Creating Blue Hour Blends, with MissJessBess

Creating Blue Hour Blends, with MissJessBess

Imagine yourself in the middle of nowhere, before sunrise, there’s a quiet around you, the stars start to fade and the light of the sun begins to bring everything to life in blue hues. There’s a magical moment that happens in between day and night. Light gets softer and the glow of the sun still affects the landscape in a beautiful way. Most people underestimate this time of day, forever chasing golden hour and the colors against the clouds as the sun sets, but this has easily become my favorite time of day to photograph. I’ve become obsessed with twilight scenes and have learned to capture them using a multiple-exposure technique known as blue hour blending.

I’m often on a road trip to anywhere I can get to, trying to explore new landscapes and potential foregrounds. Blue hour affects many scenes differently, and it’s become an interesting challenge to creatively capture these places during a time of day that is often forgotten. Blue hour light is never the same in two places—areas like sand dune fields, salt lake playas, and snow-covered lakes tend to reflect light more than the rock formations of the high desert. This is why I encourage each one of you to get out there and experience these changes in real time.

Here are a few steps to get started with blue hour blends.

Why Photograph during Blue Hour?

The reason for creating a blue hour blend is, first and foremost, to be able to capture the foreground with a higher aperture and lower ISO, to keep all the detail intact with as little noise as possible. This will also allow you to have more control over the light in your photograph—there are no harsh shadows or blown-out highlights in a blue hour shot. The light will be pretty even throughout, allowing you to adjust better in post-processing. 

Photographing during blue hour also allows you to play with motion more than you could at a different time of night and also in a way that won’t affect the stars in your image. If you are photographing a beach scene, for example, this lets you play with longer shutter speeds to create that dream-like movement in the water. Or if you wanted to introduce light trails into your scene, you could use the longer exposure to achieve this look and still be able to capture the rest of the landscape around those light trails.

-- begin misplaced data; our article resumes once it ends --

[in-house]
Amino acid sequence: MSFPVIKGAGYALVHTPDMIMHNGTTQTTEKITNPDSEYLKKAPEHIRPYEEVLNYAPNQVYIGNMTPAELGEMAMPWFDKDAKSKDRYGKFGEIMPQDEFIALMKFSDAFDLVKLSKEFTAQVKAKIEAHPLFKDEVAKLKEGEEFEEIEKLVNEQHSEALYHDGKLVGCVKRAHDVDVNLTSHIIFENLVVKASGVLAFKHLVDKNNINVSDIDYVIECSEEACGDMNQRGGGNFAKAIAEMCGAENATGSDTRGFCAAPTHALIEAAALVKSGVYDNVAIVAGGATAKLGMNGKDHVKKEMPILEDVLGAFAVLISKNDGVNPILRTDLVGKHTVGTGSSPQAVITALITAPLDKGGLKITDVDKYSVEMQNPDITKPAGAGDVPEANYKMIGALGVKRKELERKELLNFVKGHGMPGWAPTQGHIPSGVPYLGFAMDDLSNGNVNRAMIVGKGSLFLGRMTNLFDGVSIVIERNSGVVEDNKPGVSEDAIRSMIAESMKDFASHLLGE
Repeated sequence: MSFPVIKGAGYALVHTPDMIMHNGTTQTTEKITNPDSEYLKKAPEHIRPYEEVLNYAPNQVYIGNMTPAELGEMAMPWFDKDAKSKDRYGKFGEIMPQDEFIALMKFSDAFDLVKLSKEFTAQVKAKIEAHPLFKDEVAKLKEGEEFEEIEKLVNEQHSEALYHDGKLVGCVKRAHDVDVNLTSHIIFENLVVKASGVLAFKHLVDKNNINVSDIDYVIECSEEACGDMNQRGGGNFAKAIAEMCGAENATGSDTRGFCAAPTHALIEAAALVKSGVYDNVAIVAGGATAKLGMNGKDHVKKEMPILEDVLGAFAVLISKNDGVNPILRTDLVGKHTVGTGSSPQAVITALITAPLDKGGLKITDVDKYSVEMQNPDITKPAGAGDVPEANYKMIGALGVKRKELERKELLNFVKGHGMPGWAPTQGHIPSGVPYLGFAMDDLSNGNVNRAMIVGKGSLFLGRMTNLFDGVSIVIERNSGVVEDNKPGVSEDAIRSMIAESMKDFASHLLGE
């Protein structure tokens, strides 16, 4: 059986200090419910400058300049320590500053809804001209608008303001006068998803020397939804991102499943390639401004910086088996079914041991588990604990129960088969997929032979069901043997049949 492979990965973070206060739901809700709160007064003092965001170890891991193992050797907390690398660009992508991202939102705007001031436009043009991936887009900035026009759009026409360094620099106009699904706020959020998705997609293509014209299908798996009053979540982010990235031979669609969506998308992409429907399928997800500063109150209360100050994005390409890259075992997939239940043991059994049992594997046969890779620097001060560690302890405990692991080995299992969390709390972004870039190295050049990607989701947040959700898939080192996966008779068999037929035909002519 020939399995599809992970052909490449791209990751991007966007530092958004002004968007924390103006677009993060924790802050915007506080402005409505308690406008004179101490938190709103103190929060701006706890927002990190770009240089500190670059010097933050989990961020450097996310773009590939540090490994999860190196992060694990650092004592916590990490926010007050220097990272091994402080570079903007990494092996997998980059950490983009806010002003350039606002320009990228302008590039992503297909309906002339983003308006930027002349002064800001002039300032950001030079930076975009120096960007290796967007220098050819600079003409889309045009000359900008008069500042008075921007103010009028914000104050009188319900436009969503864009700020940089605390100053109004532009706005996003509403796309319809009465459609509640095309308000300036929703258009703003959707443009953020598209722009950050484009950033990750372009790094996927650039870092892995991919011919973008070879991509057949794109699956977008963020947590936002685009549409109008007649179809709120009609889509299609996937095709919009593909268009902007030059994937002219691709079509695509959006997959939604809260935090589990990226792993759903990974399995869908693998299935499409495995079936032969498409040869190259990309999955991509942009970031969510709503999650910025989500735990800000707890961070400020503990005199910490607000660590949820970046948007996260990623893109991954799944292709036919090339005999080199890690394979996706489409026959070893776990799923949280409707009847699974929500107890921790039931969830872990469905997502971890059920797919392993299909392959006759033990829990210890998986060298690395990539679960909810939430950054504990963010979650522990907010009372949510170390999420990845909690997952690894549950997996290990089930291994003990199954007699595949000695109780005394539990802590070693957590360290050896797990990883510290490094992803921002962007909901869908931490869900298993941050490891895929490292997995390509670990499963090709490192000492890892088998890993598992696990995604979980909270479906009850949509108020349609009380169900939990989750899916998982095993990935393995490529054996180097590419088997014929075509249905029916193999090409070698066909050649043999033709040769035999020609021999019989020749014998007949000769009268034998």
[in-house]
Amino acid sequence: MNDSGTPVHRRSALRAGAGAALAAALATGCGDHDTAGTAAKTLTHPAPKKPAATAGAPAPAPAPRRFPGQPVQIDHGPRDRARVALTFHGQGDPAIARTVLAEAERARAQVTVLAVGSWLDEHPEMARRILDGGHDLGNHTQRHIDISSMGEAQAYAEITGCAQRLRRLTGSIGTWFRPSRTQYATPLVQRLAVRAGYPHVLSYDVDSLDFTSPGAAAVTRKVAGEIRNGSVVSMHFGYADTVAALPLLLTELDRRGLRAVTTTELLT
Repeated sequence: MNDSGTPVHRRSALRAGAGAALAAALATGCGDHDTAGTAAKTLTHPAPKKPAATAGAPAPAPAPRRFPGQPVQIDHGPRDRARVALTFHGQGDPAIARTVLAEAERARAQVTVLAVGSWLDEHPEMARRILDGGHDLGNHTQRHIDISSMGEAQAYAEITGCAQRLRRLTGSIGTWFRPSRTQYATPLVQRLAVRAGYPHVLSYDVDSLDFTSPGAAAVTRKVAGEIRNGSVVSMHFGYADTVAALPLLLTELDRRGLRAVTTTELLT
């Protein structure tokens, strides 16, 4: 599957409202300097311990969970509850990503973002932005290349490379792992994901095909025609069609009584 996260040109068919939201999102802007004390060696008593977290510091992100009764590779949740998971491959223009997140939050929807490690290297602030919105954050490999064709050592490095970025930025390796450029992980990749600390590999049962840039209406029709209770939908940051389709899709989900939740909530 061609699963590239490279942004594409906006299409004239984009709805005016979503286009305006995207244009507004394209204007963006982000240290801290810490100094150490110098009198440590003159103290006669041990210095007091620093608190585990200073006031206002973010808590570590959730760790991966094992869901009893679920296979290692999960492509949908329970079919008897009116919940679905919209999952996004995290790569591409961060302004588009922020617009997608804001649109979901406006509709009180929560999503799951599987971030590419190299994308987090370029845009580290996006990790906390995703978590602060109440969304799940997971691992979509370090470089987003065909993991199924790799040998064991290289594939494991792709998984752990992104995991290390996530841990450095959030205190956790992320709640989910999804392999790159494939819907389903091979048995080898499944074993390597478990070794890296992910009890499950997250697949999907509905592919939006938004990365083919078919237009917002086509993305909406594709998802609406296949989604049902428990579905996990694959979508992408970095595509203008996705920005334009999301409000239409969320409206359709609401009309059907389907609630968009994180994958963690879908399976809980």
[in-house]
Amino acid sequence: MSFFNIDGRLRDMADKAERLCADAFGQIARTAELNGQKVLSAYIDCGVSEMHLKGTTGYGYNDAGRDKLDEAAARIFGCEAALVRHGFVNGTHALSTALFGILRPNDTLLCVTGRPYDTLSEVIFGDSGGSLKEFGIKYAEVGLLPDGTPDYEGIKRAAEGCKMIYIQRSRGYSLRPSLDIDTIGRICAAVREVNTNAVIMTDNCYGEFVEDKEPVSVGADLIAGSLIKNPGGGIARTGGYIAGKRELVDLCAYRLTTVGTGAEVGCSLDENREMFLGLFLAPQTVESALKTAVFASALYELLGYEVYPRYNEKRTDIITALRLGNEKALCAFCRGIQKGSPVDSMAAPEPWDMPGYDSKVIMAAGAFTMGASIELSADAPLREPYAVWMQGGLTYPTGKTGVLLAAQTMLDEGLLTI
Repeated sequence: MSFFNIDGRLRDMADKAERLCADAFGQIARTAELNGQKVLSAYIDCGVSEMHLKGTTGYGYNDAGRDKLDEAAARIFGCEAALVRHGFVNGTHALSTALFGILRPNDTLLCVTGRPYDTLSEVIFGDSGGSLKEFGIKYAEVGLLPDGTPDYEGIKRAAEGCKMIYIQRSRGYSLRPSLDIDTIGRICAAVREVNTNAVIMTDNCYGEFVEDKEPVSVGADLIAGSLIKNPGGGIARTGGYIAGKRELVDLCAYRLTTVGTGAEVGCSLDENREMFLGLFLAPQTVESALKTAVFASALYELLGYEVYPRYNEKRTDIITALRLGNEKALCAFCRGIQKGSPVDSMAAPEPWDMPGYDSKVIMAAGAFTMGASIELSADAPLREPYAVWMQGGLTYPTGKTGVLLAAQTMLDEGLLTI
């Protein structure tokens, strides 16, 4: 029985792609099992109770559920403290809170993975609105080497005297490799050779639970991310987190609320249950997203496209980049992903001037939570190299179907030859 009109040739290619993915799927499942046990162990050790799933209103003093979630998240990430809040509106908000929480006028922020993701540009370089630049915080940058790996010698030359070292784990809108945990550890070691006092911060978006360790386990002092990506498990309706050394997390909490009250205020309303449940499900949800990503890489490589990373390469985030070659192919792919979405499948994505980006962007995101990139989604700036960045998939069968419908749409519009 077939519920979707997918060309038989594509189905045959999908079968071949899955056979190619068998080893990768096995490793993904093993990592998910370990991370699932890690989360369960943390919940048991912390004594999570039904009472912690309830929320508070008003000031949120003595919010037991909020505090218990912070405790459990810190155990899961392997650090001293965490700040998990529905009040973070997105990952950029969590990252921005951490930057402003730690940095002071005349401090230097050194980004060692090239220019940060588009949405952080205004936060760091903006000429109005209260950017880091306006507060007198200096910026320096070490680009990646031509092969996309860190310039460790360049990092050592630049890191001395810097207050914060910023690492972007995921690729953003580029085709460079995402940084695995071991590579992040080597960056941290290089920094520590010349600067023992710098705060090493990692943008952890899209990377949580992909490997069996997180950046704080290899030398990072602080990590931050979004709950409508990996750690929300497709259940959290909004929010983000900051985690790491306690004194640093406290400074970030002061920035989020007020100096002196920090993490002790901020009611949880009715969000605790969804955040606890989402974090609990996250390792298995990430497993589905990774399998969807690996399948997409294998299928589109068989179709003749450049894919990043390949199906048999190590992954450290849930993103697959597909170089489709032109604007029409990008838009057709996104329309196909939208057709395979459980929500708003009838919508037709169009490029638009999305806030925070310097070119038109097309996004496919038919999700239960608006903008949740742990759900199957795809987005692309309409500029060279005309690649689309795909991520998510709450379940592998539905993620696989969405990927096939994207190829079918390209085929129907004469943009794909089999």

Have a Plan

When shooting for a blue hour blend, the first thing to keep in mind is the resulting image. Unlike shooting a single frame, you have to be able to imagine what this shot will become and then capture all the elements needed to put it together. With a single frame, you can physically see the result; however, with a blend you will have to start with a plan.

Consider whether you are photographing a twilight scene or a Milky Way scene. If you are photographing blue hour for a Milky Way scene, you need to be able to predict the position of the Milky Way. You will also want to leave more room at the top of your frame for the Milky Way while composing. If shooting for a twilight scene, you can leave less room at the top of the composition for stars, and the foreground can fill more of your frame. You will also want to take your star shots earlier than you would if you were photographing the Milky Way.

Secondly, think about your foreground. Does the place you are photographing lend itself better to a sunrise blue hour or sunset blue hour? Since you are using the light of the sun as your “light painting,” it’s important to know what direction and angle that light will be hitting your foreground subject. A good example of this is the Eastern Sierras. We visited the Alabama hills on our road trip to NAB. This place has fantastical rock formations, endless cacti, and a view of some spectacular mountain peaks. When shooting blue hour in this location, it is preferable to photograph blue hour just before sunrise, because the light will fall on the peaks in the most beautiful way. If you photograph a sunset blue hour here, the mountain peaks lose their definition because the sun sets behind the mountains, and that loss of light results in less dimension.